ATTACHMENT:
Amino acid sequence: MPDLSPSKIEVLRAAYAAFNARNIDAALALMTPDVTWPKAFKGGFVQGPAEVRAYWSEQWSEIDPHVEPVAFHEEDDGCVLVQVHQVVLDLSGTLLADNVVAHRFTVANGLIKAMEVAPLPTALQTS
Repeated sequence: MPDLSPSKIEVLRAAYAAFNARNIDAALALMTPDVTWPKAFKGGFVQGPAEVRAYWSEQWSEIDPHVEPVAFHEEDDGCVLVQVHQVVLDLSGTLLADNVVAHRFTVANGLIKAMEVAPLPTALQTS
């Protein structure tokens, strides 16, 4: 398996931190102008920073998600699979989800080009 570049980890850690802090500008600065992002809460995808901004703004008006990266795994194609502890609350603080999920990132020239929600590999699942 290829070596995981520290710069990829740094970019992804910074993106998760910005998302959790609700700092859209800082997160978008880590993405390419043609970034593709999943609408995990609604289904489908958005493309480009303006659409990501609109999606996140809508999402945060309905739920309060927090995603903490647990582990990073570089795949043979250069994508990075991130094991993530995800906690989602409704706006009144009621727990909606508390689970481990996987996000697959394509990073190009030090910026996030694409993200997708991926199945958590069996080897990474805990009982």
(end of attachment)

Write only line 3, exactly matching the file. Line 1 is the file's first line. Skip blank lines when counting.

């Protein structure tokens, strides 16, 4: 398996931190102008920073998600699979989800080009 570049980890850690802090500008600065992002809460995808901004703004008006990266795994194609502890609350603080999920990132020239929600590999699942 290829070596995981520290710069990829740094970019992804910074993106998760910005998302959790609700700092859209800082997160978008880590993405390419043609970034593709999943609408995990609604289904489908958005493309480009303006659409990501609109999606996140809508999402945060309905739920309060927090995603903490647990582990990073570089795949043979250069994508990075991130094991993530995800906690989602409704706006009144009621727990909606508390689970481990996987996000697959394509990073190009030090910026996030694409993200997708991926199945958590069996080897990474805990009982």